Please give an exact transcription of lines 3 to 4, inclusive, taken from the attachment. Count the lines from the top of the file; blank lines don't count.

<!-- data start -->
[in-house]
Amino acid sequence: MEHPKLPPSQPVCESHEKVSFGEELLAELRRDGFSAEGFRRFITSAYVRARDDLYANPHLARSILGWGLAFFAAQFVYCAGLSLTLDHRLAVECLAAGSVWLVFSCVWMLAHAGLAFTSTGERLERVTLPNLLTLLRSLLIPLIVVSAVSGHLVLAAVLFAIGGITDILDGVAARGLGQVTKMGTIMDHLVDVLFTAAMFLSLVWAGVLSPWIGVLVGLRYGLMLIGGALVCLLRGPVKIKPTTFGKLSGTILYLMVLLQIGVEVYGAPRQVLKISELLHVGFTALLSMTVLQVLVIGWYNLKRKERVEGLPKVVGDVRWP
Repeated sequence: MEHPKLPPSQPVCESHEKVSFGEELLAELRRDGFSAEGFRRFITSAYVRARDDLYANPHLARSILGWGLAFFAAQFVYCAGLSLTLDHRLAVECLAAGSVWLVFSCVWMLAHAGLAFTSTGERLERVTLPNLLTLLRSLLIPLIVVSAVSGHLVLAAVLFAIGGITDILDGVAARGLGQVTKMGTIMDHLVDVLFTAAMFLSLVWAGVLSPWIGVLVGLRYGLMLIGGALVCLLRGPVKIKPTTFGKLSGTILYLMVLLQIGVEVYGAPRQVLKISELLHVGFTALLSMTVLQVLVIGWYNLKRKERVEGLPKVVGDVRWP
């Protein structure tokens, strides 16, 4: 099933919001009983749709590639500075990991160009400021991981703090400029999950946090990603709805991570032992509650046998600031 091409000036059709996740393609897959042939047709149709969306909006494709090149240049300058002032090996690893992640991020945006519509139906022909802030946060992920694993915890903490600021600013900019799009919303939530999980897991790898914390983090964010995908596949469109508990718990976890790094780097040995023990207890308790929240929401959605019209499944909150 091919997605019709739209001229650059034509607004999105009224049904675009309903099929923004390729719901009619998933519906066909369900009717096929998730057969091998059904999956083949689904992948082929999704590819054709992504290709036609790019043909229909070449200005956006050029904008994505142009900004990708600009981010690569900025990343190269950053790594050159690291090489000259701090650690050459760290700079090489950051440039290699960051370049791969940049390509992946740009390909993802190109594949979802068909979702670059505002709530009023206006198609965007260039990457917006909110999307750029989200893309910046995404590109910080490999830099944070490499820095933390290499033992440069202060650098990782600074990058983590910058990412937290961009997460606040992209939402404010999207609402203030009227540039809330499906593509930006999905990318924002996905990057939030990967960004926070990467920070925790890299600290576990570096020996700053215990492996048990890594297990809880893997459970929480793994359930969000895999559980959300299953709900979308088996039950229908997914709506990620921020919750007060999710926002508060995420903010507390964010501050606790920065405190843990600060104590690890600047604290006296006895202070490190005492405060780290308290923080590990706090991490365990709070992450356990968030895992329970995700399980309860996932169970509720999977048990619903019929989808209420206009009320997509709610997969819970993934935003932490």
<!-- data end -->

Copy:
Repeated sequence: MEHPKLPPSQPVCESHEKVSFGEELLAELRRDGFSAEGFRRFITSAYVRARDDLYANPHLARSILGWGLAFFAAQFVYCAGLSLTLDHRLAVECLAAGSVWLVFSCVWMLAHAGLAFTSTGERLERVTLPNLLTLLRSLLIPLIVVSAVSGHLVLAAVLFAIGGITDILDGVAARGLGQVTKMGTIMDHLVDVLFTAAMFLSLVWAGVLSPWIGVLVGLRYGLMLIGGALVCLLRGPVKIKPTTFGKLSGTILYLMVLLQIGVEVYGAPRQVLKISELLHVGFTALLSMTVLQVLVIGWYNLKRKERVEGLPKVVGDVRWP
């Protein structure tokens, strides 16, 4: 099933919001009983749709590639500075990991160009400021991981703090400029999950946090990603709805991570032992509650046998600031 091409000036059709996740393609897959042939047709149709969306909006494709090149240049300058002032090996690893992640991020945006519509139906022909802030946060992920694993915890903490600021600013900019799009919303939530999980897991790898914390983090964010995908596949469109508990718990976890790094780097040995023990207890308790929240929401959605019209499944909150 091919997605019709739209001229650059034509607004999105009224049904675009309903099929923004390729719901009619998933519906066909369900009717096929998730057969091998059904999956083949689904992948082929999704590819054709992504290709036609790019043909229909070449200005956006050029904008994505142009900004990708600009981010690569900025990343190269950053790594050159690291090489000259701090650690050459760290700079090489950051440039290699960051370049791969940049390509992946740009390909993802190109594949979802068909979702670059505002709530009023206006198609965007260039990457917006909110999307750029989200893309910046995404590109910080490999830099944070490499820095933390290499033992440069202060650098990782600074990058983590910058990412937290961009997460606040992209939402404010999207609402203030009227540039809330499906593509930006999905990318924002996905990057939030990967960004926070990467920070925790890299600290576990570096020996700053215990492996048990890594297990809880893997459970929480793994359930969000895999559980959300299953709900979308088996039950229908997914709506990620921020919750007060999710926002508060995420903010507390964010501050606790920065405190843990600060104590690890600047604290006296006895202070490190005492405060780290308290923080590990706090991490365990709070992450356990968030895992329970995700399980309860996932169970509720999977048990619903019929989808209420206009009320997509709610997969819970993934935003932490």